This is one game that benefits from using a CD emulation program to run it from the hard drive. Even on much faster computers than the ones listed, there will be some lag in moving around because there is no install and all game information is on the CD. So you must wait for the CD to spin up before you can move - unless you use a CD emulation program.

The game actually ran better and was more stable on the Windows computers. I didn't have the problem with the screens in the Music History interface coming up blank on the PC. And when running in only 256 colors on the PC, the little movies of the people playing instruments didn't have quite such weird colors. Also the problem with the extra window appearing when I activated the little movies of the people playing instruments only appeared on the Mac. I was surprised that the game had fewer problems on the PC. I suspect that the PC version had more extensive testing by the game manufacturers.

My Unsolicited Opinion

If you know anything about classical music, even if it's only from the liner notes of your CD collection, you probably know more than you'll read about in this game. The information about musical notation seems accurate enough, though I seem to remember there were three possible minor scales and not just two. The game is geared toward musical beginners, but I still think it could have been more interesting and more informative in its music history section. Dates, lists, and vague generalizations are so dry - the sort of thing that put me off history all through school up until college. And I'd much rather have heard more examples of famous classical music as I was exploring the opera house instead of those silly tunes they used instead.

Despite the game's problems, I mostly enjoyed playing. It was a nice change from games with difficult puzzles or games where you always have to worry about timed or action sequences or meeting your doom around every corner. In Opera Fatal you can take your time. And even if you aren't particularly interested in the edutainment part, it's sort of fun to rummage through drawers and explore the various parts of the opera house. I appreciated the humorous touches and got a good laugh at the animation they used for the painting of Mendelssohn in the upstairs hall.

Back in 1996 when the game first came out, it probably looked pretty good and the limits on which direction you could turn may have been more commonplace and seemed less restrictive. As an edutainment game for younger gamers who are interested in music, it is not bad. But as far as I know, the English version is only available from Heureka-Klett for 49.90€ + shipping. I wouldn't recommend anyone pay more than $20 for it unless they enjoy collecting unusual games and have money to burn. I also would not recommend it for anyone who doesn't have the slightest interest in classical music or the details of musical notation. Unless a person has some interest in the material, too many of the questions will seem fussy and having to look up things in the reference sections will be a chore. A lot of the game does involve finding a page and then looking up the answer in one of the reference sections.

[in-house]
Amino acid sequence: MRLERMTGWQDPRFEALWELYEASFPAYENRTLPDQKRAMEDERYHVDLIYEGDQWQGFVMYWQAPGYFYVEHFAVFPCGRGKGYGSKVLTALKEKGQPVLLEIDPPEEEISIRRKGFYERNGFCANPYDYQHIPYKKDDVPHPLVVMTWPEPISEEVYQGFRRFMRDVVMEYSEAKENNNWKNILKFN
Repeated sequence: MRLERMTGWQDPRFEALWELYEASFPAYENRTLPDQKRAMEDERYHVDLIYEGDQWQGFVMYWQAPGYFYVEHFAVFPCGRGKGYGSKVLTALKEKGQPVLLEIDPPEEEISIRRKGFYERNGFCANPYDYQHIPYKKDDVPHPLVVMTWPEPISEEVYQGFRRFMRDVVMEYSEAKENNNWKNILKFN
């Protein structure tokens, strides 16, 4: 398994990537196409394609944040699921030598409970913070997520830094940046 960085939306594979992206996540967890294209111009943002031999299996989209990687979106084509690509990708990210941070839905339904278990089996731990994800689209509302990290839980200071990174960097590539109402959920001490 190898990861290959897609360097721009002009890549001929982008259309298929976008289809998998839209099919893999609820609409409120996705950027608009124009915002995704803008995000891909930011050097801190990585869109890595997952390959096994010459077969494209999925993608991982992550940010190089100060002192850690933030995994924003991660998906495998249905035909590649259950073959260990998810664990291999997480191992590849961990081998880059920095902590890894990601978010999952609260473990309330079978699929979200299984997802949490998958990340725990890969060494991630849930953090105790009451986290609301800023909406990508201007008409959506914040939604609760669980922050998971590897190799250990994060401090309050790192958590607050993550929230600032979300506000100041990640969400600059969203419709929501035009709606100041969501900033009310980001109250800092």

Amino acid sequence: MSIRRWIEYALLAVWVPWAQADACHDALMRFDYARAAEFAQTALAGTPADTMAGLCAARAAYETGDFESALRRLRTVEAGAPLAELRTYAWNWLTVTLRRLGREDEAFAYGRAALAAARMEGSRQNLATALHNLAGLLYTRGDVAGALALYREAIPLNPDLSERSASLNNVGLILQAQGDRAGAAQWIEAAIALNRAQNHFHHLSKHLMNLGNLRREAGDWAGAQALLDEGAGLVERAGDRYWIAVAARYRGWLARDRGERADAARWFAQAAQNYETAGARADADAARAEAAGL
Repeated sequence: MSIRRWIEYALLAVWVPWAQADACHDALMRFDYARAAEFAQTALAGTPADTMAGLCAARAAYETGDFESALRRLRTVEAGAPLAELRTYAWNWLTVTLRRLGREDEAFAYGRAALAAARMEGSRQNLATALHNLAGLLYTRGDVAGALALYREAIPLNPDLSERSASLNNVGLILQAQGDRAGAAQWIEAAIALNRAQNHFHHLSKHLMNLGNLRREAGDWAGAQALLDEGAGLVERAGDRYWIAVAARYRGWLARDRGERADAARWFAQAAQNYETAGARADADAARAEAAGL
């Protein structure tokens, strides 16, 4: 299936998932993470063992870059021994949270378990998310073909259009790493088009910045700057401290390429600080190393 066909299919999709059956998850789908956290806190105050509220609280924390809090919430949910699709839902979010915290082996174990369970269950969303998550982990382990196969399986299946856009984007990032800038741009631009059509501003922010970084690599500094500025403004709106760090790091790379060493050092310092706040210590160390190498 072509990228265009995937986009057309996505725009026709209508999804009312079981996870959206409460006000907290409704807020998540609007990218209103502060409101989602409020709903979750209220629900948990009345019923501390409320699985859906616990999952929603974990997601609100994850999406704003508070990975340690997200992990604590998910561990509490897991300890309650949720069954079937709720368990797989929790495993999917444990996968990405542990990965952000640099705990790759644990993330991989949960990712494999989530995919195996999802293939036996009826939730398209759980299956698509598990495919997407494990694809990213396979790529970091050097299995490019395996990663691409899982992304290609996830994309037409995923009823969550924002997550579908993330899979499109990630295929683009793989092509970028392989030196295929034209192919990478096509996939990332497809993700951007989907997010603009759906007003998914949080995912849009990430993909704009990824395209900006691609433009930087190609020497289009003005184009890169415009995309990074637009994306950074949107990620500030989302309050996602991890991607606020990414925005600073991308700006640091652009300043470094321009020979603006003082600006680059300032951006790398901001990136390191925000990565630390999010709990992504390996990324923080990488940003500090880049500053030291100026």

The idea of an edutainment game featuring classical music does have some merit. Many of the best game soundtracks feature classical (or classical-sounding) music. And an old opera house could be a suitably spooky and mysterious place to explore, haunted by the ghosts of old opera characters and full of treacherous stage machinery. Unfortunately Opera Fatal was made so as not to scare a 6-year old.

I think edutainment games are successful if the gamer enjoys the game well enough and retains some of the information after playing. In this respect, Opera Fatal could have been a lot better. My mind does not retain dates. It does not retain musical terminology. If I were a musician and used musical terms regularly, I would retain them. But I'm not, so I don't. I think most people don't. What I do remember is things like stories or amusing anecdotes or the sound of a piece of music. If the game had used more classical music outside of the CD Collection interface, I'd have been exposed to a lot more of it. And if the game identified the composer of the music I was listening to as I was exploring the opera house, I'd eventually start to associate that music with that composer. That kind of thing would stick with me a lot better than a lot of dates. In my opinion, the game placed too much emphasis on dates and musical terminology and not enough on simple appreciation of the music.


I think the person most apt to enjoy this game is a child with a strong curiosity about classical music and musical instruments - someone who would enjoy listening to all the music in the CD Collection and reading, listening to, and interacting with all the books in the library and all the instruments in the Musical Instrument Poster. Once you've gone through all this stuff, you have a good idea where to look for information when you come across a page with a question you can't quite remember the answer to. Researching the question takes very little time and then you can get back to exploring.

On the other hand, someone who only wants to consult the edutainment interfaces when absolutely necessary is going to find it very tedious locating the answers to the music terminology questions. I would not recommend the game to anyone like this.

Overall Grade:     B+

design copyright © 2004 GameBoomers Group

 GB Reviews Index